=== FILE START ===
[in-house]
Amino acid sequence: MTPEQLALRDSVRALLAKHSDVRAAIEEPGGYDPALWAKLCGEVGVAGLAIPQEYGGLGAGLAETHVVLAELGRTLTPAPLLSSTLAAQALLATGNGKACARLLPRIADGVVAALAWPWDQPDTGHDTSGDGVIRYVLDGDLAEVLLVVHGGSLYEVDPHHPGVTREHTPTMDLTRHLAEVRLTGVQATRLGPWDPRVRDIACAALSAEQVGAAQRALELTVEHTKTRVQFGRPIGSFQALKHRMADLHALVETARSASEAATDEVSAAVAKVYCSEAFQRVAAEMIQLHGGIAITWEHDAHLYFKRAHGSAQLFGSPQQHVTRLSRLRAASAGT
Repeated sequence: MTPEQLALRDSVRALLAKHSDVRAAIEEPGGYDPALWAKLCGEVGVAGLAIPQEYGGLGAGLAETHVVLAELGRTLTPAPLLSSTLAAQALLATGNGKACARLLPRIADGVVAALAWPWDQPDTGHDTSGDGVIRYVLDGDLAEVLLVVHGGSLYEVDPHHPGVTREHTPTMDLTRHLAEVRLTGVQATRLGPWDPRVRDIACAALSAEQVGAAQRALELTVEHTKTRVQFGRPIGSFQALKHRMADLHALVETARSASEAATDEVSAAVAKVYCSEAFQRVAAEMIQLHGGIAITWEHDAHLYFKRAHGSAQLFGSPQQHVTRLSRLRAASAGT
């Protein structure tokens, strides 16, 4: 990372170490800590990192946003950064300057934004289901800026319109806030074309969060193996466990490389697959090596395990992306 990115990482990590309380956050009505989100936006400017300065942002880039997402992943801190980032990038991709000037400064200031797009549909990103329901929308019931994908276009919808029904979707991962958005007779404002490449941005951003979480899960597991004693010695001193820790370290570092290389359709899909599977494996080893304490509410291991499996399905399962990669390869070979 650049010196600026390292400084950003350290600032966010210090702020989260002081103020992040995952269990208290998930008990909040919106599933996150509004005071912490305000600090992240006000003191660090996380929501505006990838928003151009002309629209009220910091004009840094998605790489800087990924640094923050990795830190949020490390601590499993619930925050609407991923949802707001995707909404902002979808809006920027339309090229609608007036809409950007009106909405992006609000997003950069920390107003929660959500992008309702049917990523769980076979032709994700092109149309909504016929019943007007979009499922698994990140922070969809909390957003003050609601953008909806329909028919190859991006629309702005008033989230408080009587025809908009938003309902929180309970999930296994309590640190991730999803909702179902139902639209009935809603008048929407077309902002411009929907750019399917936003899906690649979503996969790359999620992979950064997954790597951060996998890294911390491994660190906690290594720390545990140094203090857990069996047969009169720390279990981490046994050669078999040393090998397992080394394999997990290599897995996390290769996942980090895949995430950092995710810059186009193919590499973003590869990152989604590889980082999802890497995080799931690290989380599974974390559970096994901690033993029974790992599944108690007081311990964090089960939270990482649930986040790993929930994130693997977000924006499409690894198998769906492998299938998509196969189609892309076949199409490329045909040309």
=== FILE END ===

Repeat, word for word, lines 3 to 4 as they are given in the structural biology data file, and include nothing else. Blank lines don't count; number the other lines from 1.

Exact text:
Repeated sequence: MTPEQLALRDSVRALLAKHSDVRAAIEEPGGYDPALWAKLCGEVGVAGLAIPQEYGGLGAGLAETHVVLAELGRTLTPAPLLSSTLAAQALLATGNGKACARLLPRIADGVVAALAWPWDQPDTGHDTSGDGVIRYVLDGDLAEVLLVVHGGSLYEVDPHHPGVTREHTPTMDLTRHLAEVRLTGVQATRLGPWDPRVRDIACAALSAEQVGAAQRALELTVEHTKTRVQFGRPIGSFQALKHRMADLHALVETARSASEAATDEVSAAVAKVYCSEAFQRVAAEMIQLHGGIAITWEHDAHLYFKRAHGSAQLFGSPQQHVTRLSRLRAASAGT
């Protein structure tokens, strides 16, 4: 990372170490800590990192946003950064300057934004289901800026319109806030074309969060193996466990490389697959090596395990992306 990115990482990590309380956050009505989100936006400017300065942002880039997402992943801190980032990038991709000037400064200031797009549909990103329901929308019931994908276009919808029904979707991962958005007779404002490449941005951003979480899960597991004693010695001193820790370290570092290389359709899909599977494996080893304490509410291991499996399905399962990669390869070979 650049010196600026390292400084950003350290600032966010210090702020989260002081103020992040995952269990208290998930008990909040919106599933996150509004005071912490305000600090992240006000003191660090996380929501505006990838928003151009002309629209009220910091004009840094998605790489800087990924640094923050990795830190949020490390601590499993619930925050609407991923949802707001995707909404902002979808809006920027339309090229609608007036809409950007009106909405992006609000997003950069920390107003929660959500992008309702049917990523769980076979032709994700092109149309909504016929019943007007979009499922698994990140922070969809909390957003003050609601953008909806329909028919190859991006629309702005008033989230408080009587025809908009938003309902929180309970999930296994309590640190991730999803909702179902139902639209009935809603008048929407077309902002411009929907750019399917936003899906690649979503996969790359999620992979950064997954790597951060996998890294911390491994660190906690290594720390545990140094203090857990069996047969009169720390279990981490046994050669078999040393090998397992080394394999997990290599897995996390290769996942980090895949995430950092995710810059186009193919590499973003590869990152989604590889980082999802890497995080799931690290989380599974974390559970096994901690033993029974790992599944108690007081311990964090089960939270990482649930986040790993929930994130693997977000924006499409690894198998769906492998299938998509196969189609892309076949199409490329045909040309």